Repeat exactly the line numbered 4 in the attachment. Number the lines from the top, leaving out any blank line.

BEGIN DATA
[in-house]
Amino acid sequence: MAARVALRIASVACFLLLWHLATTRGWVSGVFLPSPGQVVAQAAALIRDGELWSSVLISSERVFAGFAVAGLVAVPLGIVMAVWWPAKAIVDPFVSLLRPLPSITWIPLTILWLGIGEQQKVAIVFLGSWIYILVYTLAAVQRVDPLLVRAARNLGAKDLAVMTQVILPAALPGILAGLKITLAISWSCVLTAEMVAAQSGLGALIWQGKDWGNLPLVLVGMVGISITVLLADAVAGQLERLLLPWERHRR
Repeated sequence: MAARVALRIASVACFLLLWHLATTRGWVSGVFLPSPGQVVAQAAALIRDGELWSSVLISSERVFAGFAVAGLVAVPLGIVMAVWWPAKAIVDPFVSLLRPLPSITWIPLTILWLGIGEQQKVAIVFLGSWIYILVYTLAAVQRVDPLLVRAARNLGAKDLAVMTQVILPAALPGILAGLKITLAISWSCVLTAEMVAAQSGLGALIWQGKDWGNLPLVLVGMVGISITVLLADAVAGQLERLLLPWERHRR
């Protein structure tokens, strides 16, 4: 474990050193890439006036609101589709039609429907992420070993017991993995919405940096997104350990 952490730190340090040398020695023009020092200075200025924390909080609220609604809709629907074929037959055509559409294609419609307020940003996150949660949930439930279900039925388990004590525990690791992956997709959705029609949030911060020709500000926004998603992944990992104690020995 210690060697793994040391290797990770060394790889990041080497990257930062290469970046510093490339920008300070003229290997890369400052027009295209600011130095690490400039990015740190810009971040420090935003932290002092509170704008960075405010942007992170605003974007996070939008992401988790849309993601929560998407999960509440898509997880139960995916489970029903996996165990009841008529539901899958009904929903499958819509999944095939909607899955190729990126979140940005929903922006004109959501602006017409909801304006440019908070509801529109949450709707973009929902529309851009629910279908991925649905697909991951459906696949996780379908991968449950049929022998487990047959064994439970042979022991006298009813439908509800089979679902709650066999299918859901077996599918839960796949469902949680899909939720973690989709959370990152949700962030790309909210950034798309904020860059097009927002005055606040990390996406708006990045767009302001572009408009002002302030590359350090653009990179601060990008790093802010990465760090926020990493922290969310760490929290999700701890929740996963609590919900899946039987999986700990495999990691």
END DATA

């Protein structure tokens, strides 16, 4: 474990050193890439006036609101589709039609429907992420070993017991993995919405940096997104350990 952490730190340090040398020695023009020092200075200025924390909080609220609604809709629907074929037959055509559409294609419609307020940003996150949660949930439930279900039925388990004590525990690791992956997709959705029609949030911060020709500000926004998603992944990992104690020995 210690060697793994040391290797990770060394790889990041080497990257930062290469970046510093490339920008300070003229290997890369400052027009295209600011130095690490400039990015740190810009971040420090935003932290002092509170704008960075405010942007992170605003974007996070939008992401988790849309993601929560998407999960509440898509997880139960995916489970029903996996165990009841008529539901899958009904929903499958819509999944095939909607899955190729990126979140940005929903922006004109959501602006017409909801304006440019908070509801529109949450709707973009929902529309851009629910279908991925649905697909991951459906696949996780379908991968449950049929022998487990047959064994439970042979022991006298009813439908509800089979679902709650066999299918859901077996599918839960796949469902949680899909939720973690989709959370990152949700962030790309909210950034798309904020860059097009927002005055606040990390996406708006990045767009302001572009408009002002302030590359350090653009990179601060990008790093802010990465760090926020990493922290969310760490929290999700701890929740996963609590919900899946039987999986700990495999990691």